Understanding Workbooks and Worksheets
An Excel file, often referred to as a workbook, contains one or more spreadsheets, or worksheets. Each box in the worksheet area is referred to as a cell. Each cell has a cell address, which is composed of a column reference and a row reference. The letters across the top of the worksheet make up the column reference. The numbers down the left side of the worksheet make up the row reference. For example, the address of the top, leftmost cell is A1. This is because the cell is located at the intersection of the A column and row 1.
By default, Excel 2013 opens a new workbook with one blank worksheet. You can add, delete, and rename worksheets within a workbook, as needed.
- Open Excel and open a new Blank workbook.
- The workbook opens with one worksheet called Sheet1. This worksheet contains cells you can use to start entering and editing data.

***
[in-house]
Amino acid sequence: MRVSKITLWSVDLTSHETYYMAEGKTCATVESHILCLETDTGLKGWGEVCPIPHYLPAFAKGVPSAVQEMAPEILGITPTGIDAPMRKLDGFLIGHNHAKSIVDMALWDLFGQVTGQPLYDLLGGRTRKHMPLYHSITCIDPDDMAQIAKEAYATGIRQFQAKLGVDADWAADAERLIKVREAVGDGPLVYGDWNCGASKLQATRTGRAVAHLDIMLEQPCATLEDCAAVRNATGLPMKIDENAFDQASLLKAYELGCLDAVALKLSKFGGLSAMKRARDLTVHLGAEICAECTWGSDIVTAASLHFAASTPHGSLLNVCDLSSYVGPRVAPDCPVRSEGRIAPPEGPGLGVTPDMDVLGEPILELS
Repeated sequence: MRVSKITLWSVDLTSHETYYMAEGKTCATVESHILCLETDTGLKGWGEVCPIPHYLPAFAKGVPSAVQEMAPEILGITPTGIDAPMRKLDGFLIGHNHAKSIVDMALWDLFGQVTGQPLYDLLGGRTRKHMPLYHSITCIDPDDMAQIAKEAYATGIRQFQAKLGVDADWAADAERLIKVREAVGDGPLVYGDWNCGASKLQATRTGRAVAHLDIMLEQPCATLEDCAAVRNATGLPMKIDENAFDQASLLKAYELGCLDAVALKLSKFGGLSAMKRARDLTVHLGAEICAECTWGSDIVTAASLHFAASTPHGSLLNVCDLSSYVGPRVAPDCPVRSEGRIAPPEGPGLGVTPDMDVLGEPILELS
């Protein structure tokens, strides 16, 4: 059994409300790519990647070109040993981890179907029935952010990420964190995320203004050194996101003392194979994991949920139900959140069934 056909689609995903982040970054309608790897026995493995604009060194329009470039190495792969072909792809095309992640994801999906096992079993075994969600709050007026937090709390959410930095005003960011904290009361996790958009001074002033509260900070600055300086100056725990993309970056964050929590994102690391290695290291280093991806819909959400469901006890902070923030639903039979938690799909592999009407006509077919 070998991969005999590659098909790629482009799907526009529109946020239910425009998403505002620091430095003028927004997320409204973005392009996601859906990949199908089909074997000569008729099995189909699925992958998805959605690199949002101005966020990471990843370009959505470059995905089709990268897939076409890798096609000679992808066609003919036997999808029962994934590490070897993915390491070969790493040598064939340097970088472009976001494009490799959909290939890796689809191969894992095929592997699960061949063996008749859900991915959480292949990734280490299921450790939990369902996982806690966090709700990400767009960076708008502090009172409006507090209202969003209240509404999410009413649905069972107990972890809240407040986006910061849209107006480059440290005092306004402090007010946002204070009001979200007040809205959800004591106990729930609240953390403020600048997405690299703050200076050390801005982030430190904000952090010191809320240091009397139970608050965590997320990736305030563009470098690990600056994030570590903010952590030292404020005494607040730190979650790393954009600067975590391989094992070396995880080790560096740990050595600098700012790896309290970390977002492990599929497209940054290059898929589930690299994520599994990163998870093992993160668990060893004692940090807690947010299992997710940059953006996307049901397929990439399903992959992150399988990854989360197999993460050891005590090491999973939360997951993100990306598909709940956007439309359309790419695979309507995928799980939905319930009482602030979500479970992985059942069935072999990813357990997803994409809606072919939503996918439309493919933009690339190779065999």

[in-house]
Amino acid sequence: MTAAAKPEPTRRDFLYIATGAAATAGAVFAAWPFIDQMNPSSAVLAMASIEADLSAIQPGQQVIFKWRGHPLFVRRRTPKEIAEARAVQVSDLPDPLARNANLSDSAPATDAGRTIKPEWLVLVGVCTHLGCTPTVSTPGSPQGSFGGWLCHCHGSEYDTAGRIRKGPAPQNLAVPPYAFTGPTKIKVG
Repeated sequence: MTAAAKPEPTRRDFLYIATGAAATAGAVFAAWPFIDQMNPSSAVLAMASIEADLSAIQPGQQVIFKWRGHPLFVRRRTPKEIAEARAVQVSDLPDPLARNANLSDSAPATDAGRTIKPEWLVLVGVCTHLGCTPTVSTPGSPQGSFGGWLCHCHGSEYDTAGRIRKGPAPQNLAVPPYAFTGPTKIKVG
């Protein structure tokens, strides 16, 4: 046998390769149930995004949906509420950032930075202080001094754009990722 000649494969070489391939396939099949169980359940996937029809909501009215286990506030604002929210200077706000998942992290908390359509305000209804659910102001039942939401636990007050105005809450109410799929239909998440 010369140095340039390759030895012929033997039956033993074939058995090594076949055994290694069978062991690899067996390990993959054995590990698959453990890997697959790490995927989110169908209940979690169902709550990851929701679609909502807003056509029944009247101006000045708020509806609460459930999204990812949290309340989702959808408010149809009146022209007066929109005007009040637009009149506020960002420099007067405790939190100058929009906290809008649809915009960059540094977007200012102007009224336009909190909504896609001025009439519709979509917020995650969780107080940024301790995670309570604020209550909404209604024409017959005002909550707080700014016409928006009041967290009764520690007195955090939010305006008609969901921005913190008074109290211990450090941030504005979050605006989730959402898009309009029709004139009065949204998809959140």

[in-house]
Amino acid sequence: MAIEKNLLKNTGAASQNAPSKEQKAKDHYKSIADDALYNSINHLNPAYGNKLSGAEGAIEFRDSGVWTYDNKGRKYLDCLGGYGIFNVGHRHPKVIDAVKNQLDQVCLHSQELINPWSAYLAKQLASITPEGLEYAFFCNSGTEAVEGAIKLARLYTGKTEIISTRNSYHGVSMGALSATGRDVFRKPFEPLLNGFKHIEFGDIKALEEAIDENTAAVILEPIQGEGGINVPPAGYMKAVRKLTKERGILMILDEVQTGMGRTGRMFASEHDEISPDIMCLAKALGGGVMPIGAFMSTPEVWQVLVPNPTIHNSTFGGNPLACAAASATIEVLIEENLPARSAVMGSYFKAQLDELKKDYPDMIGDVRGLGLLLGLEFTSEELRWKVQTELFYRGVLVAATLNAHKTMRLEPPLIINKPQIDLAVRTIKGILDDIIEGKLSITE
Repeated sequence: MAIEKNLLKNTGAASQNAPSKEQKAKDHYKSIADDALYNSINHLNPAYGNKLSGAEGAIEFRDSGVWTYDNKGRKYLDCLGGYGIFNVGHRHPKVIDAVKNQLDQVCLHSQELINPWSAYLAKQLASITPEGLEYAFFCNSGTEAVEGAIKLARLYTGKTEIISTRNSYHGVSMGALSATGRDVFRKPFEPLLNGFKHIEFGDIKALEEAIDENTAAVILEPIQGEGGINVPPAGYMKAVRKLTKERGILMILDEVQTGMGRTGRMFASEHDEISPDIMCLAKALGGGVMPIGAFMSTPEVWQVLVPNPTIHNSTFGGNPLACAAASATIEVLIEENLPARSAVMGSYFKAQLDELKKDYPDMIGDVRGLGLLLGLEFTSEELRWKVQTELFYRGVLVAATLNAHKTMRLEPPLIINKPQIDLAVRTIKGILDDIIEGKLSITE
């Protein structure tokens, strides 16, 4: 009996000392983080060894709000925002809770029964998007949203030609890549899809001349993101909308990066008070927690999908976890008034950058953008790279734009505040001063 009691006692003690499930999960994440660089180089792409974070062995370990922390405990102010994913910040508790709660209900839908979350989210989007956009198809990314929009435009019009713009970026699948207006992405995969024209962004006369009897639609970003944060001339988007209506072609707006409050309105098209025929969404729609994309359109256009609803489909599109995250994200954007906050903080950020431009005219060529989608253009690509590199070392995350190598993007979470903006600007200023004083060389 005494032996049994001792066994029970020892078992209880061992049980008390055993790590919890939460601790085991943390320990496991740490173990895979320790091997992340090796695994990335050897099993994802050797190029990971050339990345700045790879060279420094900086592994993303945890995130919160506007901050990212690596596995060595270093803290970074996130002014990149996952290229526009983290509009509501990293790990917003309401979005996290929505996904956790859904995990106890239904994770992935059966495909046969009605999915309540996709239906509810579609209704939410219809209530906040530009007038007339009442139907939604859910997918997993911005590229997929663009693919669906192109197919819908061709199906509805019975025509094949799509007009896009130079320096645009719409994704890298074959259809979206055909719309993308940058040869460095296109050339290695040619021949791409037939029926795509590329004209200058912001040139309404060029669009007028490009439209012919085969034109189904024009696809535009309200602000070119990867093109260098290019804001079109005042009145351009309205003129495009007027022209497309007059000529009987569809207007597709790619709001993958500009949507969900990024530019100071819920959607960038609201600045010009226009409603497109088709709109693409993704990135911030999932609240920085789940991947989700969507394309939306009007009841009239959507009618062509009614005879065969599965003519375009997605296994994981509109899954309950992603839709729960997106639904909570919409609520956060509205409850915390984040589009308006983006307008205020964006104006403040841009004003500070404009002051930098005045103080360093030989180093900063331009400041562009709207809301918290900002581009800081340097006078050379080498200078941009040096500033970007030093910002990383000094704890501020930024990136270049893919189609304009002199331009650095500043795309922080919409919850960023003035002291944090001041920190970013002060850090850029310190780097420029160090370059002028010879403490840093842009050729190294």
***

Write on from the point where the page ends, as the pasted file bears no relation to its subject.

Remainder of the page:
- Click the plus icon to add a new worksheet.
- The new worksheet is added and named Sheet2. Each time you add a worksheet, Excel gives the worksheet a default name of Sheet XX, where XX is the next sequential number.
Explore Columns, Rows, and Cells
- Click the column reference and observe how the entire column is selected.
- Click the row reference and observe how the entire row is selected.
- Click the cell intersecting at column A and row 1. You can select a single cell on the worksheet area.